Viral Diseases of Canna
Canna yellow mottle virus and canna mosaic virus can be fatal to plants if the proper control methods are not applied
May 26, 2006 - Author: Jan Byrne, Jan Byrne, Michigan State University Extension and MSU Diagnostic Services, Department of Plant Pathology
Editor’s note: This article is from the archives of the MSU Crop Advisory Team Alerts. Check the label of any pesticide referenced to ensure your use is included.
We have received several canna samples this spring with symptoms of viral diseases (see images). Canna are susceptible to several viral diseases including canna mosaic virus, canna mottle virus and canna yellow mottle. These viruses persist in the rhizomes throughout dormancy. Thus, plants grown from dividing infected rhizomes will also be infected.
Plants infected with a virus cannot be treated to eradicate the virus. Under good growing conditions, viral symptoms may be less evident, however, the virus is still present. Symptomatic plants should be removed and destroyed.
Symptoms of the viruses often cause streaking and variegation, in some cases the symptoms were thought to be new desirable horticultural characteristics inherent to new cultivars. Since discovering the virus problems some producers have stopped growing some of these cultivars.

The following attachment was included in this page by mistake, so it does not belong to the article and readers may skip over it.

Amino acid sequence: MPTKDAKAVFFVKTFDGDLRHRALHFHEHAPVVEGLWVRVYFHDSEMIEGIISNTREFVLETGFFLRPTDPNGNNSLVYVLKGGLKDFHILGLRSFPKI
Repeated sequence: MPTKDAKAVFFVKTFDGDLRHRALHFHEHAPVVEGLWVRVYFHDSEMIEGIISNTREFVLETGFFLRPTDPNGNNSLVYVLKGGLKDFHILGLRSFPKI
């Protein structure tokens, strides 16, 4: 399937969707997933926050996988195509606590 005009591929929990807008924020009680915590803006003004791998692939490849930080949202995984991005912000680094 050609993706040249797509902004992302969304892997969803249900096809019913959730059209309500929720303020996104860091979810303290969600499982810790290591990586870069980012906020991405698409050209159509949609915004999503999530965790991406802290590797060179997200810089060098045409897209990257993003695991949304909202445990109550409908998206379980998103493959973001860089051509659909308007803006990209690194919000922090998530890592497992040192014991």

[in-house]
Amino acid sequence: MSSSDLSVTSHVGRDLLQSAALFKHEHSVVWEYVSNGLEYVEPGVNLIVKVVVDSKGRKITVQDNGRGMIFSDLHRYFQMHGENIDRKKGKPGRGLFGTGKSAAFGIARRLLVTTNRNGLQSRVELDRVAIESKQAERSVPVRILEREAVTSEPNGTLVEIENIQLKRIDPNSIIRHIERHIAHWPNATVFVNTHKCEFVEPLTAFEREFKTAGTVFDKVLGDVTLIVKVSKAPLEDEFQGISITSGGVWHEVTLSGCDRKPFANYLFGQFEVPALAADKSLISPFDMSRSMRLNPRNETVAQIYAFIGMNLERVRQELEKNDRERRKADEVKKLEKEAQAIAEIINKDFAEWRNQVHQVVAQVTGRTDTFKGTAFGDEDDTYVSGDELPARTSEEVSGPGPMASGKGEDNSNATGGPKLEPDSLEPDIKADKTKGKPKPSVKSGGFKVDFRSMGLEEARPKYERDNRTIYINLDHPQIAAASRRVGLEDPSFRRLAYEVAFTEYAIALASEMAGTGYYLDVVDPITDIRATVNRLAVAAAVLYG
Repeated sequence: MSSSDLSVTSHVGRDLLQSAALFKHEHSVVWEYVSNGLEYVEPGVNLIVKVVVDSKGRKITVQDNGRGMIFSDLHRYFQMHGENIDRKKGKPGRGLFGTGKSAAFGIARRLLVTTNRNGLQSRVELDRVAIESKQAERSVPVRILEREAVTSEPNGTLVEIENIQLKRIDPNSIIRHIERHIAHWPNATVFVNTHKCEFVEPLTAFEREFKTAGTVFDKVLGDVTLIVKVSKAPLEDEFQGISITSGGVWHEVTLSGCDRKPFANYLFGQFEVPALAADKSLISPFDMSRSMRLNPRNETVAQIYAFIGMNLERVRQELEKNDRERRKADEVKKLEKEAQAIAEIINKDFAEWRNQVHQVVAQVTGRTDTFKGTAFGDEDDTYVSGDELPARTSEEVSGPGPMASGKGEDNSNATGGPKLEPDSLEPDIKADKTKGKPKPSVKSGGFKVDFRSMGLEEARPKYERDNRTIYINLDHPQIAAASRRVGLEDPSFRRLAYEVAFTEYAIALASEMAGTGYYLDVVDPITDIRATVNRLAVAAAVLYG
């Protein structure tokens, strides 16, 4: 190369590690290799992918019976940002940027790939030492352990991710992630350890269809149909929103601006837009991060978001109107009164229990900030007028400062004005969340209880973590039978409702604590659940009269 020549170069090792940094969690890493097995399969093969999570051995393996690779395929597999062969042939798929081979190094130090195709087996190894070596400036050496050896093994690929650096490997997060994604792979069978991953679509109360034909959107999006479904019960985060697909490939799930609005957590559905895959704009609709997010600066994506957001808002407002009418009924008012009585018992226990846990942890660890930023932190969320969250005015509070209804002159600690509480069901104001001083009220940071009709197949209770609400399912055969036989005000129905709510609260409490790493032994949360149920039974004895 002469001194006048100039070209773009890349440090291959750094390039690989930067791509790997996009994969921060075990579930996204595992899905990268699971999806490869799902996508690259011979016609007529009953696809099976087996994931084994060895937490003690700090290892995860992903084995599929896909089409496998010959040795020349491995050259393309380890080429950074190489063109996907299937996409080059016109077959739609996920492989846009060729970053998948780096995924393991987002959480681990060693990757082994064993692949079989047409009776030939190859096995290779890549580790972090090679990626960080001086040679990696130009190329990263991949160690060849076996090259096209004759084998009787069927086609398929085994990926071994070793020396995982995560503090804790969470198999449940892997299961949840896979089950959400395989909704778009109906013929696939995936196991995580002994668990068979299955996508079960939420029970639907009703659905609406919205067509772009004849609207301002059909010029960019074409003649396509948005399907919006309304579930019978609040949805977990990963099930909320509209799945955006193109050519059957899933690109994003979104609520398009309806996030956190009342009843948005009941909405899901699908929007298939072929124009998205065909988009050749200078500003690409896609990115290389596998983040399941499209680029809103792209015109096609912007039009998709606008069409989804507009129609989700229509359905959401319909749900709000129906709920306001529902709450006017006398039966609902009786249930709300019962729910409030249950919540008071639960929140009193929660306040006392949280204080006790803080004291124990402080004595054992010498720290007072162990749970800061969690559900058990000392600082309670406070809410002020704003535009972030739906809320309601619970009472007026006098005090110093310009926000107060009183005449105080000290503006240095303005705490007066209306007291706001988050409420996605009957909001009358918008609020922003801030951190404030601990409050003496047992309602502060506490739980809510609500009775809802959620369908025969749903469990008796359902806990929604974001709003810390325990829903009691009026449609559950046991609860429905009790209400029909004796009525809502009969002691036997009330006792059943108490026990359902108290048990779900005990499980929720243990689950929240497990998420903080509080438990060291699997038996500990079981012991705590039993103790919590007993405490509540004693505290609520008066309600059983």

Canna mosaic virus causes chlorotic strips between the veins of the foliage. In severe cases, the disease causes stunting and plant death. The disease is vectored by aphids feeding on infected plant material. This virus is also known as bean yellow mosaic. Other hosts include Gladiolus, Lupinus spp. Nicotiana spp. and Petunia spp.
mottle virus and canna yellow mottle viruses cause veinal yellowing,
necrosis and mottling. These viruses affect only canna.
Brunt, A.A., Crabtree, K., Dallwitz, M.J., Gibbs, A.J., Watson, L. and Zurcher, E.J. (eds.) (1996 onwards). `Plant Viruses Online: Descriptions and Lists from the VIDE Database. Version: 20 th August 1996.' URL http://biology.anu.edu.au/Groups/MES/vide/